A trend of wrongful prosecutions

Xiaoxing Xi , Mark Makela/NYT/Redux

Xiaoxing Xi, Mark Makela/NYT/Redux

Sherry Chen , Maddie Mcgarvey/NYT/Redux

Sherry Chen, Maddie Mcgarvey/NYT/Redux

In recent years, the U.S. government has wrongfully prosecuted multiple Chinese Americans with espionage related crimes, including Guoqing Cao, Shuyu Li, Sherry Chen, and Xiaoxing Xi. These U.S. citizens were widely labeled as spies for China before the government dropped all their charges with no explanation, apology, or compensation. We are demanding accountability from the federal government. 

These high profile cases, and others where the government has overreached against Chinese American scientists, highlight a trend of overzealous targeting of Asian Americans in the name of national security. Nobody should be held under suspicion and prosecuted on the basis of their race, ethnicity or national origin.  In these cases, the U.S. Department of Justice failed to do its proper due diligence or consult with independent scientific experts on the facts before irreversibly damaging lives and reputations.

Profiling in the name of national security has unfortunate historical precedence, from Japanese American internment during WWII to suspicion of Chinese Americans during the McCarthy era to law enforcement targeting of Arab, Middle Eastern, Muslim, and South Asian communities post-9/11. Over 15 years ago, Wen Ho Lee, a Taiwanese American scientist, was accused of spying for China and put in solitary confinement for months before it was determined he was not. It is important to make sure these dark histories do not repeat themselves. 

Today, the government has still not publicly acknowledged any wrongdoing for these recent prosecutions, despite calls from the New York Times editorial board, U.S. Commission on Civil Rights, and many members of congress among others. As national security tensions continue to flare, we must demand more transparency and accountability, and a stop to reckless and race based targeting.

In the News

Case of Xiaoxing Xi

New York Times: U.S. Drops Charges That Professor Shared Technology With China

Philadelphia Inquirer: A year later, Temple professor haunted by spying allegations


Case of Sherry Chen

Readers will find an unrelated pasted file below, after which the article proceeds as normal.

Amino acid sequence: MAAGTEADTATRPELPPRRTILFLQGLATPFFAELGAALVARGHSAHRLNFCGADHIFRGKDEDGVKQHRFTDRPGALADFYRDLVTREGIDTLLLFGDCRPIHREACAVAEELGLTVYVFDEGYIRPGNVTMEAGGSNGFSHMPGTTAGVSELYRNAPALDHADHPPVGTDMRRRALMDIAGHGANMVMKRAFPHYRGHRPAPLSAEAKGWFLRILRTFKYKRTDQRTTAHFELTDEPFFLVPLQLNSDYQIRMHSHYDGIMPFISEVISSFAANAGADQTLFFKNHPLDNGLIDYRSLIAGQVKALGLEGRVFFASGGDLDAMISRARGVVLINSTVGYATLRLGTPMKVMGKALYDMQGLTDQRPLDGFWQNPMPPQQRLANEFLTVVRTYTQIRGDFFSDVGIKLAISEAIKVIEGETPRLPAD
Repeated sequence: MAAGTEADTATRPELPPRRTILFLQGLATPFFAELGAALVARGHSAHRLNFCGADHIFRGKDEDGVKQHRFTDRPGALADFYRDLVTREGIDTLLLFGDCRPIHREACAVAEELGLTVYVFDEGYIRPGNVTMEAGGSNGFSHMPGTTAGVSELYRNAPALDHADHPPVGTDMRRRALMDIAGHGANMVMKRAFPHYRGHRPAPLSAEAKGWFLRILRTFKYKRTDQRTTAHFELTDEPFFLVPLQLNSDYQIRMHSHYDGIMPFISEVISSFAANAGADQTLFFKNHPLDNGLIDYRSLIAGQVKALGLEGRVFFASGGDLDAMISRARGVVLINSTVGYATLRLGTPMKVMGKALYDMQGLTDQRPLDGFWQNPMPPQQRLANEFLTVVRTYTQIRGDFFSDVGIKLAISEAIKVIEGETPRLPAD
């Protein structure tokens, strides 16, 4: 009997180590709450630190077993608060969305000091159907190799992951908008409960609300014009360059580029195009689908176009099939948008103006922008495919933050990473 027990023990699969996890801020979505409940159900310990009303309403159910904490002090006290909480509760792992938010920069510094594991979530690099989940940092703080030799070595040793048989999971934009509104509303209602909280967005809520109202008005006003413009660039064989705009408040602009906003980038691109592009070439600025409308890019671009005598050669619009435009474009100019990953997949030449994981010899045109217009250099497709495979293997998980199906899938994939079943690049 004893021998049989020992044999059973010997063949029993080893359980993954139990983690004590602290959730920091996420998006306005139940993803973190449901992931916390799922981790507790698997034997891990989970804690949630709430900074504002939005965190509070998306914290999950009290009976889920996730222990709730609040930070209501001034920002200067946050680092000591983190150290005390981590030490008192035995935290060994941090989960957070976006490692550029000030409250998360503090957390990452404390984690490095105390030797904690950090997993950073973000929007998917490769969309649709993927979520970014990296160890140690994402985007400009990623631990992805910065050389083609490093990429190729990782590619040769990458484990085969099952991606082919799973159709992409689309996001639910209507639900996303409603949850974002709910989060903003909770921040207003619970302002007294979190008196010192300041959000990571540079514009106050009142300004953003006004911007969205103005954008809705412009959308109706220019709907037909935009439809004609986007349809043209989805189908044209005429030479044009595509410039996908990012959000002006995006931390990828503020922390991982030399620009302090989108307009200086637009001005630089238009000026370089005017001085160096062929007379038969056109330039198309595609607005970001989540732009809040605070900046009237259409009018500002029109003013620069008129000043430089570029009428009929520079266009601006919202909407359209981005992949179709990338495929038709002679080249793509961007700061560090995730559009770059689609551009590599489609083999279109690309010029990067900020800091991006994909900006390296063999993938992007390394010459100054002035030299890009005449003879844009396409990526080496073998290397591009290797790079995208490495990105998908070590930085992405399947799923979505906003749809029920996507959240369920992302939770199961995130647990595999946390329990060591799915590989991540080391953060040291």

New York Times: Accused of Spying for China, Until She Wasn't

New York Times: Chinese-American Cleared of Spying Charges Now Faces Firing


Cases of Guoqing Cao and Shuyu Li

Indianapolis Star: Feds dismiss charges against former Eli Lilly scientists accused of stealing trade secrets


Pieces about unjust prosecutions of Asian American scientists:

60 Minutes: Collateral Damage

Science: Feature: Chinese-American scientists in the crosshairs

San Francisco Chronicle: Downloading while Asian: Chinese American scientists under fire

NPR Morning Edition: Fine Line Between Countering Security Threats and Racial Profiling

The New Yorker: The Two Asian Americas

Slate: Just the Wrong Amount of American




"The charges filed against Mr. Xi and Ms. Chen traumatized them and their families and needlessly damaged their professional reputations. Neither got an explanation or an apology from the government. They deserve both. "

           -New York Times editorial

"If the case against Xi was botched as badly as it appears to have been, the U.S. Attorney's Office can begin to undo the damage and clear his name with a full-throated acknowledgment of its errors. Merely mumbling the bureaucratic equivalent of 'Never mind' won't do. "

- Philadelphia Inquirer editorial




Joyce Xi, daughter of Xiaoxing Xi: To get my father, Xiaoxing Xi, FBI twisted America's ideals

Peter Zeidenberg, lawyer for Xiaoxing Xi and Sherry Chen: Chinese-Americans are being caught mistakenly in the U.S.'s cybercrime dragnet

Hatem Bazian, UC Berkeley and Zaytuna College professor: Targeting Chinese-Americans is an old ploy!

Noah Feldman, Harvard Law School professor: Prosecutors' Misplaced Fear of Scientists


Representative Judy Chu questions the U.S. Attorney General:




Calls for an investigation

Despite numerous calls for an independent investigation of the Department of Justice after its failed prosecutions, the government has still not yet investigated or acknowledged any wrongdoing.